You shall not pass
West Indies faced one of their most embarrassing defeats when, chasing 373, they dipped to 204 for 9 against Zimbabwe. Fidel Edwards - whose batting ability can be gauged by the fact that Corey Collymore (highest score in 157 first-class matches: 23) went in before him - had 11.5 overs to survive. In company with the reliable Ridley Jacobs, Edwards hung on, helped slightly by poor light, which meant the faster bowlers couldn't be risked. "By the close all the fielders were within about five yards of the bat, but the batsmen did their job marvellously," wrote John Ward on ESPNcricinfo. A few years later, in 2008-09, Fidel featured in two more cliffhangers at home to England.
In the fourth Test of one of the greatest series of all - the one that started with a tie in Brisbane - West Indies looked set to square the rubber when last man (and noted rabbit) Lindsay Kline joined the adhesive Ken Mackay with an hour and 50 minutes still to play, and Australia well adrift. But the pair clung on, and on... Kline scraped his way to 15 not out, which remained his highest Test score. Amid rising tension Wes Hall bowled his second vital final over of the series (he'd also been there at the Gabba). Mackay gritted it out, even taking the last ball deliberately on the body to avoid any chance of giving a catch.
Old Trafford, 2005
Victory in the third Test would have put England 2-1 up in this epic series, but Australia lived to fight another day. When Ricky Ponting fell for a superb 156, last man Glenn McGrath had four overs to survive, but he did, sparking scenes of celebration on the Aussie balcony that suggested they'd actually won. Michael Vaughan used the sight of that to gee up his troops, and England really did win at Trent Bridge, before a draw at The Oval meant the Ashes returned home after 16 long years.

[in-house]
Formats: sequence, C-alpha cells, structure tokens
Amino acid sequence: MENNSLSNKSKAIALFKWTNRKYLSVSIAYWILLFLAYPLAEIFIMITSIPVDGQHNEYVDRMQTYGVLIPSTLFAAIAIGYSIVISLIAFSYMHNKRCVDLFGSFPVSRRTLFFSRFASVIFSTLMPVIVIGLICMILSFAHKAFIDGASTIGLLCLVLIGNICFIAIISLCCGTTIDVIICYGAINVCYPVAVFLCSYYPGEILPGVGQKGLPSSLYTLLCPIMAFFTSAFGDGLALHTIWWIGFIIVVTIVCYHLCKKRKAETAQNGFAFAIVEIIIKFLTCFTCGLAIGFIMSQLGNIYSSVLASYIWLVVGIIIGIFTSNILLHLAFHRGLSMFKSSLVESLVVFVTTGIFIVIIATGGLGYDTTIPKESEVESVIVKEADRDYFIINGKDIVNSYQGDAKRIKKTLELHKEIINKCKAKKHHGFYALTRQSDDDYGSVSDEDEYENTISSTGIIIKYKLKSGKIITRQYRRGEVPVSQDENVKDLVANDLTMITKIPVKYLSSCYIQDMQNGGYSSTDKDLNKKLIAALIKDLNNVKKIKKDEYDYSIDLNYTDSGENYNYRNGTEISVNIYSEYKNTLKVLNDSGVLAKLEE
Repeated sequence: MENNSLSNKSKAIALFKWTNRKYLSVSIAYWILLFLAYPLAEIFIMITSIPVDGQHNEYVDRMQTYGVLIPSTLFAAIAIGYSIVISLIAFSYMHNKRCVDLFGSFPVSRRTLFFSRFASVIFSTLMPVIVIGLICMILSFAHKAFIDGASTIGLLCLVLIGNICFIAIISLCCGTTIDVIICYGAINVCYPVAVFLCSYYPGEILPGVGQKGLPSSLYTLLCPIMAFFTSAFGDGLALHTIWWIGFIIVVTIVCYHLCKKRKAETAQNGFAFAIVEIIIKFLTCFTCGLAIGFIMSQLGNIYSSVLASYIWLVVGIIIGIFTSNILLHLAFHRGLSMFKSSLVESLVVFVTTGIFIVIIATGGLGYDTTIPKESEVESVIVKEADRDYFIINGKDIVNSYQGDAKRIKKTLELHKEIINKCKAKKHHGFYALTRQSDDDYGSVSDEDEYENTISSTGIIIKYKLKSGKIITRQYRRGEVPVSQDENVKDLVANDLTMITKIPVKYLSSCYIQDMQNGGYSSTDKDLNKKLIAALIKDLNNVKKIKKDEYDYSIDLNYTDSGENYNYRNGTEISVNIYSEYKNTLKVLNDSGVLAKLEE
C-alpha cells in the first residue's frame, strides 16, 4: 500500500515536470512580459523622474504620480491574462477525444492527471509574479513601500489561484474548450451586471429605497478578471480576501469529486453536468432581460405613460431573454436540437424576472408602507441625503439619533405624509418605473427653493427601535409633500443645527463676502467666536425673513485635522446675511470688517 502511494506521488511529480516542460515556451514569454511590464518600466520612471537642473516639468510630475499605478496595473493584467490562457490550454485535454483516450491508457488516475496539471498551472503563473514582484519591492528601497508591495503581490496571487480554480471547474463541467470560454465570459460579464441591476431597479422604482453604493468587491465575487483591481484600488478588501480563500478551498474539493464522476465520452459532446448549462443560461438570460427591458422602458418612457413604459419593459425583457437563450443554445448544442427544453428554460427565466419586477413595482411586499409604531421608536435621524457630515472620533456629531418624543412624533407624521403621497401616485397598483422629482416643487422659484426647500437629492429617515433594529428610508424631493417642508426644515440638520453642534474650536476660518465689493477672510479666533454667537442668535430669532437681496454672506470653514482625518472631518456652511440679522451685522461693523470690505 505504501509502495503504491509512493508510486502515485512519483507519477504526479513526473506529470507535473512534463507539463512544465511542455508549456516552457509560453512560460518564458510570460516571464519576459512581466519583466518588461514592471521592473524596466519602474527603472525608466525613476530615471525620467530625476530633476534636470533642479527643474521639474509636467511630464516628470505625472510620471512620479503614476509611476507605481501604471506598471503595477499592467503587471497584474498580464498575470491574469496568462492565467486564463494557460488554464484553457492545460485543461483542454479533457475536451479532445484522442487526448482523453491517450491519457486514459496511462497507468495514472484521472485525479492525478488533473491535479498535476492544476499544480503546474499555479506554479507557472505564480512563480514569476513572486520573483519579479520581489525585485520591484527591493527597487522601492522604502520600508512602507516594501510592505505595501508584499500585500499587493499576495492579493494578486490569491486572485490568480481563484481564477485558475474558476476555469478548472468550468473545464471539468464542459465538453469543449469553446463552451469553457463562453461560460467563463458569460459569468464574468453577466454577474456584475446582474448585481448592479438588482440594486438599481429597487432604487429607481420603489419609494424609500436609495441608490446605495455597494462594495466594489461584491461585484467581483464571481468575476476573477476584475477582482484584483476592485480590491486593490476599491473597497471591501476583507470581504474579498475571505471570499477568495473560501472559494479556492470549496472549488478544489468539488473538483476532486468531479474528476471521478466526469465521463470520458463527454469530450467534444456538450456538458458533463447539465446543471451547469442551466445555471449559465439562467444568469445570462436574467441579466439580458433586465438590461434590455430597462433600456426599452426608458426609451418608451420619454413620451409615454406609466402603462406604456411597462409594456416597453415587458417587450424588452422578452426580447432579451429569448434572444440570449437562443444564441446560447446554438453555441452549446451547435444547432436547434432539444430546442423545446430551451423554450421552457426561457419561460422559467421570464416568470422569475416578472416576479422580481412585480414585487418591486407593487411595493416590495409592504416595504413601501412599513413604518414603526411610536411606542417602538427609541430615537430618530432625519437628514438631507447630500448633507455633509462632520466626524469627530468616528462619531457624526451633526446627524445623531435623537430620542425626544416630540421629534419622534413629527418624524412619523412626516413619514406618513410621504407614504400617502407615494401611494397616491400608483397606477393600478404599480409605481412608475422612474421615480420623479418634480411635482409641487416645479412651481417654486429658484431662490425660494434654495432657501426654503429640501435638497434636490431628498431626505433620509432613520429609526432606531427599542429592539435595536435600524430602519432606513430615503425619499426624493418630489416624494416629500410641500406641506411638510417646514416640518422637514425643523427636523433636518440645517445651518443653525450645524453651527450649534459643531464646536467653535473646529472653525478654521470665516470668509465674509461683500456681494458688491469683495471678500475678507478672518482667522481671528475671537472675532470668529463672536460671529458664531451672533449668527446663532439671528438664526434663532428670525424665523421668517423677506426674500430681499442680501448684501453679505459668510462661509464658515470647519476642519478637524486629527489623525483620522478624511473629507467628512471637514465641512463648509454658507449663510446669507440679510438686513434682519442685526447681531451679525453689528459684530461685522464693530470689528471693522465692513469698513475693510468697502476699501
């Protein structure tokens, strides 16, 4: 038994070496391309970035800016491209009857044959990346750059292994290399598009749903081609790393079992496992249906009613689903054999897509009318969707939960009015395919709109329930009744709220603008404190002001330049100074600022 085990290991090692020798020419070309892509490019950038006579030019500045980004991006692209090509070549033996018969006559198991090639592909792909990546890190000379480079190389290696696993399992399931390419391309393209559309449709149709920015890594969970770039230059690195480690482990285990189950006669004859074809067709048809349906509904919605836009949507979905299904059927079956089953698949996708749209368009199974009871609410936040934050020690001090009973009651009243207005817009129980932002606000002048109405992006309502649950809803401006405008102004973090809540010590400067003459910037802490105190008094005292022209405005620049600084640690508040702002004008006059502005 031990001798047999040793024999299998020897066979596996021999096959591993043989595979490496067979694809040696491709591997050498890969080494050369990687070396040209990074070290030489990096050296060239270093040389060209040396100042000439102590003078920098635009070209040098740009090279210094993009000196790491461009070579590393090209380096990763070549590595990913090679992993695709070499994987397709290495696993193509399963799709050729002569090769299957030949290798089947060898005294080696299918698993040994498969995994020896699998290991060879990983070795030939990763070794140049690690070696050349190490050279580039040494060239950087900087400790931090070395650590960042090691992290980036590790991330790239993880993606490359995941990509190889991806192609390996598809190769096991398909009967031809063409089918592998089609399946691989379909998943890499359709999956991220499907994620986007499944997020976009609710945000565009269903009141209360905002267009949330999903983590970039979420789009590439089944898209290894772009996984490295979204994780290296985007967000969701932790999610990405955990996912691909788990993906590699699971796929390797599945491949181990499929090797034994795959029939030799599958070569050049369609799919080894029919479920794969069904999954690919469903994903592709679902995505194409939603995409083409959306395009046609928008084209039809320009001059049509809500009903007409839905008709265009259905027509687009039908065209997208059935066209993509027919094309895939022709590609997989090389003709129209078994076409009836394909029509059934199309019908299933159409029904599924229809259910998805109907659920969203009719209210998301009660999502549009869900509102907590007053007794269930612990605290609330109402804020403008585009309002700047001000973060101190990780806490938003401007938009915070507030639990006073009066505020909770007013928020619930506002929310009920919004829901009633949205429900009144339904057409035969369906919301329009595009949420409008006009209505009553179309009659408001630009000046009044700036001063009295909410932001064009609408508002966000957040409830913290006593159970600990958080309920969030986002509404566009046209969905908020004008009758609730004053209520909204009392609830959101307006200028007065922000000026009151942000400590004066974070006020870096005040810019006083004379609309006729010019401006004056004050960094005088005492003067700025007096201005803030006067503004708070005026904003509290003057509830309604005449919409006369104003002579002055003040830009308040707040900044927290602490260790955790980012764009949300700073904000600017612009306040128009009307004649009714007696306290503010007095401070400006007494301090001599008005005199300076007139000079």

The first match of the 2009 Ashes - and the first Test in Cardiff - had a heart-stopping finish. After England conceded a first-innings lead of 239, Paul Collingwood played an almost lone hand as England tried to stave off what seemed inevitable defeat (in only the third innings of the match this time). And when Collingwood was finally out, with about 45 minutes still to play, local hopes were not entirely reassured by the sight of Monty Panesar ambling to the crease. But Panesar somehow hung on with James Anderson, the pair surviving 69 balls in all. They earned one great cheer for equalling Australia's score (meaning a vital ten minutes, for a change of innings, would be chalked off) and an even bigger one when they were still there at 6.42pm and there was no time for any more heart-stopping entertainment. England had survived, and they went on to win the Ashes again.
England cornered the market in last-pair finishes around this time, following that Cardiff epic with another nail-biter in their first Test of the winter, in South Africa. That man Collingwood was at it again, surviving 159 minutes for 26 not out, but the No. 11, his Durham team-mate Graham Onions, was left to face the final over. It was bowled by Makhaya Ntini, in his 100th Test, but there was no fairytale for him: Onions kept out all six balls - including one that shot along the ground - and pumped his fist in triumph/relief at the end.
Cape Town, 2009-10